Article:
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'This is a problem': Billings city representatives explain need for jail expansion, systematic changes

Inside of the Yellowstone County Detention Facility
Posted at 7:40 PM, Apr 28, 2023
and last updated 2023-04-28 21:40:28-04

BILLINGS — 430—that's the approximate number of inmates the Yellowstone County Detention Facility can officially hold. But lately, it's been beyond full, prompting city representatives to request a study to assess the city and county's needs.

"I think there's no doubt that we need to study the issue. The jail was built for 434 people. It regularly has roughly 550. That's not an occasional problem, that's a consistent problem. So it seems that we need more jail space, but there are lots of other problems in the system. The criminal justice system is overtaxed at every level," said Billings Mayor Bill Cole on Friday. "Not enough prosecutors, not enough public defenders, judges, you name it. So the jail is just one part of a very complicated system. But it seems to me that we do need to at least work hard to figure out what can be done to solve all these problems. But first and foremost, the top priority for me will be expanded jail space."

Billings Mayor Bill Cole
Billings Mayor Bill Cole

Mayor Cole stated while there are many problems to address, the jail's space is his first priority, which is why he spear-headed the letter with city council members to Yellowstone County Sheriff Mike Linder and Yellowstone County Commissioners written on April 13, requesting a jail needs assessment.

"This is a problem that's been out there for a while. And it's no secret everybody has known about it, but it is starting to have a severe impact on the morale of our officers. We're also at a good place with the passage of the public safety bill levy. We have more officers on the street. The good news is that our crime metrics have actually declined, or at least stabilized in the last year or two," Cole said. "So this is a good time, but I don't think the problem of crime is going to go away."

Cole explained there are many layers to the crime issue in Yellowstone County. He states domestic violence is a growing problem.

"In addition to substance abuse and mental health challenges, what we're seeing is that a very large portion of what drives our police response is domestic abuse. That's partner on partner, but also children," Cole said. "When children are affected by crime, they become part of a vicious cycle that can continue from generation to generation. So it's really important that we try to protect our children, and by doing so, we'll be able to bring crime rates down. Not just today, but tomorrow and for years to come."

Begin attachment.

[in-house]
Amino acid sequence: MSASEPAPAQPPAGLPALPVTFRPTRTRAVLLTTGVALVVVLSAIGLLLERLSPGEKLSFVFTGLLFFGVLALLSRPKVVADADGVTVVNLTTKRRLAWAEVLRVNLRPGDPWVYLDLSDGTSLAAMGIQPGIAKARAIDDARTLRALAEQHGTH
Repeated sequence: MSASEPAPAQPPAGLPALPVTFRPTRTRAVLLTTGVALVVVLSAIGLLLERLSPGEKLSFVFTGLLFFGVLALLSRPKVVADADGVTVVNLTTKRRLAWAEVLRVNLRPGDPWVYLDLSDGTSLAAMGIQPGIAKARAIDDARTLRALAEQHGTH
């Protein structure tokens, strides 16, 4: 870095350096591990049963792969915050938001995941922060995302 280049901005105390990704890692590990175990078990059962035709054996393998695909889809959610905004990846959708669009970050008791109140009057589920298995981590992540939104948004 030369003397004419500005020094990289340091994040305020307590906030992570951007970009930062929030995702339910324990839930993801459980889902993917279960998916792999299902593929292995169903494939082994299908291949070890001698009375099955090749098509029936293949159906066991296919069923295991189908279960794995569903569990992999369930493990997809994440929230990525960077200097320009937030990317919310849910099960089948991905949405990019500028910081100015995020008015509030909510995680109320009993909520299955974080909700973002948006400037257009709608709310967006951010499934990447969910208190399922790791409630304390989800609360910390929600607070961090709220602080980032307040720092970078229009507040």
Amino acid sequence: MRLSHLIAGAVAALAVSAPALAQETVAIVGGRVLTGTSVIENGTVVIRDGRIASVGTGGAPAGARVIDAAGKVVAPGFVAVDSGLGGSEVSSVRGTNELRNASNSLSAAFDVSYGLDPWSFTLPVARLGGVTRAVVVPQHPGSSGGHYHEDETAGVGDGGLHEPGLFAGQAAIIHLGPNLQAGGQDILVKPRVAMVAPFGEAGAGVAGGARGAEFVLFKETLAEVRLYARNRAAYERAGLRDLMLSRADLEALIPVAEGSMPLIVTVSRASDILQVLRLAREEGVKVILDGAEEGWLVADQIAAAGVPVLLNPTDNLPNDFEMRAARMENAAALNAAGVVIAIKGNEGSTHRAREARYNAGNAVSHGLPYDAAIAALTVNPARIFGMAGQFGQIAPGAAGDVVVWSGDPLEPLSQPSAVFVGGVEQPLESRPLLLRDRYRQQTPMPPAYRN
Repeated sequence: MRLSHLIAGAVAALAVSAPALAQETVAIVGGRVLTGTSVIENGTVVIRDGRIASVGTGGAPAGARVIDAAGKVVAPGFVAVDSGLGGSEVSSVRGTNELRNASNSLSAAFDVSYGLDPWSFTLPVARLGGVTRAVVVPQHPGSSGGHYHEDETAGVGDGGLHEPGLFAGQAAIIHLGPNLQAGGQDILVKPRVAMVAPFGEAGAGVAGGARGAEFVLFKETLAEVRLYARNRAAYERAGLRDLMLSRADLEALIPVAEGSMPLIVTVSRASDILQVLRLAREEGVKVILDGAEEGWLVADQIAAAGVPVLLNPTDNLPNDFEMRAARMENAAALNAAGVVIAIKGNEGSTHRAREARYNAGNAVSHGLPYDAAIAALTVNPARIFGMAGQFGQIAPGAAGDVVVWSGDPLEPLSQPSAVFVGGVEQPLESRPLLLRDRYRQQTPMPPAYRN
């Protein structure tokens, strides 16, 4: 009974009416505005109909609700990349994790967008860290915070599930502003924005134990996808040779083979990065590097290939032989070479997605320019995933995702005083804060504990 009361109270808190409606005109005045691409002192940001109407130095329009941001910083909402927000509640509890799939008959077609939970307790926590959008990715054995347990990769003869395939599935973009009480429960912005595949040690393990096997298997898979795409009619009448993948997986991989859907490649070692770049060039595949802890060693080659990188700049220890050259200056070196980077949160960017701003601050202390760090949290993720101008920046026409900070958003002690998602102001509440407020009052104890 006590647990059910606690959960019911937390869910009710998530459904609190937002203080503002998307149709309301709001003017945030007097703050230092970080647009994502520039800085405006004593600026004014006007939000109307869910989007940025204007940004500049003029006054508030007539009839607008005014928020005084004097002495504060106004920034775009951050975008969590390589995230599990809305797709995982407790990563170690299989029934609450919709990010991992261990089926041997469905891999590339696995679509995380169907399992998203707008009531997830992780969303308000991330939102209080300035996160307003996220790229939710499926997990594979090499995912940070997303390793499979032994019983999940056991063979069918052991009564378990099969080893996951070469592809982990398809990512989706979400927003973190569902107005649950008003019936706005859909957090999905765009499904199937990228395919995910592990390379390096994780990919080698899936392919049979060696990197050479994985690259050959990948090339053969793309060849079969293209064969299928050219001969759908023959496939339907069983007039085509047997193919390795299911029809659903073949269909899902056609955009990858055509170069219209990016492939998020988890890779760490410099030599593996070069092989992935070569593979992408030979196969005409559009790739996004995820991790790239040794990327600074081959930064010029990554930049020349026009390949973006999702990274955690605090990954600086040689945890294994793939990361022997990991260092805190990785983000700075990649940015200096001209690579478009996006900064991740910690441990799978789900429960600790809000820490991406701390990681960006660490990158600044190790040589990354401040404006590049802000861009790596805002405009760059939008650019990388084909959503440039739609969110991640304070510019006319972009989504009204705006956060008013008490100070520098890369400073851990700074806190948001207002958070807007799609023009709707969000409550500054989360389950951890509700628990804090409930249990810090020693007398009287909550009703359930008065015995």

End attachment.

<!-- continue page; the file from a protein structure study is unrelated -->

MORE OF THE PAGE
And with a full jail, it's difficult to find space for more inmates.

"(Officers are) not taking people to jail that they think they should," Cole said. "But it is true that if somebody is picked up on a violent offense and needs to be in jail, the Sheriff and the county will always make sure there’s room in the jail."

According to the mayor, the city wants to work together with the county to tackle the issues.

"There's no magic button. It's going to take a lot of time. But we've got to start down this path together," Cole said. "We need to take a collective approach and figure out what those best options are together."

And Mayor Cole believes the first step is a jail needs assessment to take a data-driven approach.

"The letter that I sent to the county commissioners makes it clear that we want to be good partners. We want to put our taxpayer's money where our mouth is and help in solving this problem. It's all about getting the right data and making sure that we understand the problem so we can develop good, workable solutions," Cole said. "Although I signed the letter, this was a collective effort by our city council and approved unanimously by our city council, because they are united in wanting to address these problems."